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The Unkindest Cut?

Director Eli Ungar-Sargon

Talk about touchy subjects. Talk about hot button controversy. Let’s talk about circumcision.

Director Eli Ungar-Sargon comes to the Boulder Jewish Community Center on Tuesday, October 18th with his documentary, “Cut: Slicing Through the Myths of Circumcision,” which will be followed by a panel featuring the director; Dr. Karen Susskind,a pediatrician; Morah Yehudis Fishman, an Orthodox teacher; and Miriam Pollack, a national “no-circ” advocate. The screening is at 7:00 pm; cost is $10 for film and debate.

The Chicago filmmaker, who grew up Orthodox, freely admits circumcision represents his lifelong struggle with the Jewish tradition. His film traces the journey of a man struggling to come to terms with his Jewish identity in the 21st century.

A graduate of the School of the Art Institute of Chicago, Ungar-Sargon interviews professors from that school and from the University of Chicago as he examines the pros and cons, ethical and physical, of a procedure that, for Jews, has signified the covenant between God and Abraham for centuries.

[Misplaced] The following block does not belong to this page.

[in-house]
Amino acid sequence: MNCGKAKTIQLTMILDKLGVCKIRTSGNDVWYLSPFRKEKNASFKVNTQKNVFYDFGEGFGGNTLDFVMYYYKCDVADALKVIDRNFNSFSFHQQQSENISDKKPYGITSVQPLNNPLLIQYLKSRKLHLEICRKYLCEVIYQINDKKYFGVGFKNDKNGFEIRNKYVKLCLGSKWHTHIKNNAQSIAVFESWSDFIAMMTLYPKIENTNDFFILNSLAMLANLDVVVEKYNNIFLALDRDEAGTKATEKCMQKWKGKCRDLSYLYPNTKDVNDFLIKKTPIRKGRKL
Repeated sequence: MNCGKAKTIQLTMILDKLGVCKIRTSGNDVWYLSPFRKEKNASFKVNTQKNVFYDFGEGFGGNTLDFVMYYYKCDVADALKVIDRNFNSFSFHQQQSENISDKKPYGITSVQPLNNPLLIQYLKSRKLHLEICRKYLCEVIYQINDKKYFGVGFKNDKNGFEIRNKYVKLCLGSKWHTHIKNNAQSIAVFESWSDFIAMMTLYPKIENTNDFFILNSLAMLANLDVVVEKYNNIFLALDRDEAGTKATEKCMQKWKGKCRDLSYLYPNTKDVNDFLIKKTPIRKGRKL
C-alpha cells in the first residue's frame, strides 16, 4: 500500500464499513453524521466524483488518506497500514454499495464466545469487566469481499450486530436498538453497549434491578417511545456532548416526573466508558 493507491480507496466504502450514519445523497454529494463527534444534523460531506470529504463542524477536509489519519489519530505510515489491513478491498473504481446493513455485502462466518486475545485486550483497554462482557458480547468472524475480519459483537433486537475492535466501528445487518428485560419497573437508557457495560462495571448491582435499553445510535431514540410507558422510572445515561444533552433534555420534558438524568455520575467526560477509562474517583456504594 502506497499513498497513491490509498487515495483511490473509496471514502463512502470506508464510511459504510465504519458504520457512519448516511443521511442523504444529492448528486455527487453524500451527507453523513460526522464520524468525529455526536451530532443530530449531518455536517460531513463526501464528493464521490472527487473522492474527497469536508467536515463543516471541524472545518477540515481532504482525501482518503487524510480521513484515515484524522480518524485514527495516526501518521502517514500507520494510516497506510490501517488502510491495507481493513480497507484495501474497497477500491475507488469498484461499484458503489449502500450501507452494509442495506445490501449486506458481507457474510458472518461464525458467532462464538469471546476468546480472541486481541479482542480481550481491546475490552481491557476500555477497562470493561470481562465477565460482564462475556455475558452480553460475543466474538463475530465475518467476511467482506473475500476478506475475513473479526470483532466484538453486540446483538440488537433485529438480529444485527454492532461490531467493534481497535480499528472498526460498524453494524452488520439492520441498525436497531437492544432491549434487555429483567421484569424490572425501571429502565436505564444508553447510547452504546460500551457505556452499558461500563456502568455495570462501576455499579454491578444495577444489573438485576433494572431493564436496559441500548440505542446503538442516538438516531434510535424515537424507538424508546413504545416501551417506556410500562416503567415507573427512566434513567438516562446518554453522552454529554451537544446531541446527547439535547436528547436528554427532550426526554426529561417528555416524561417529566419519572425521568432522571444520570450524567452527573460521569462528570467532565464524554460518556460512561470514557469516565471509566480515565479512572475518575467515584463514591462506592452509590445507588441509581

The filmmaker offers the following statement about Cut:

My intention with this film was to educate, enlighten, entertain, and ultimately raise the level of discourse on an important, but rarely discussed topic. A large part of Cut is spent debunking the common myths that people have about circumcision. But the film is really about what happens when different values systems come into conflict. What happens when one’s religious tradition tells one to do something that is ethically problematic? The emotional core of Cut is the evolving relationship that I had with my father over the 18 months that it took to make the film. But Cut is also a call for religious moderates to stand up and resist the trend of abdicating their religious traditions to the fundamentalists of the world.”

FreeJewishBooks.com

About Kathryn Bernheimer

Director of Menorah: Arts, Culture and Education at the Boulder JCC. The former film and theater critic for the Boulder Daily Camera, Kathryn is the author of "The Fifty Greatest Jewish Movies" and "The Fifty Funniest Films of All Time."

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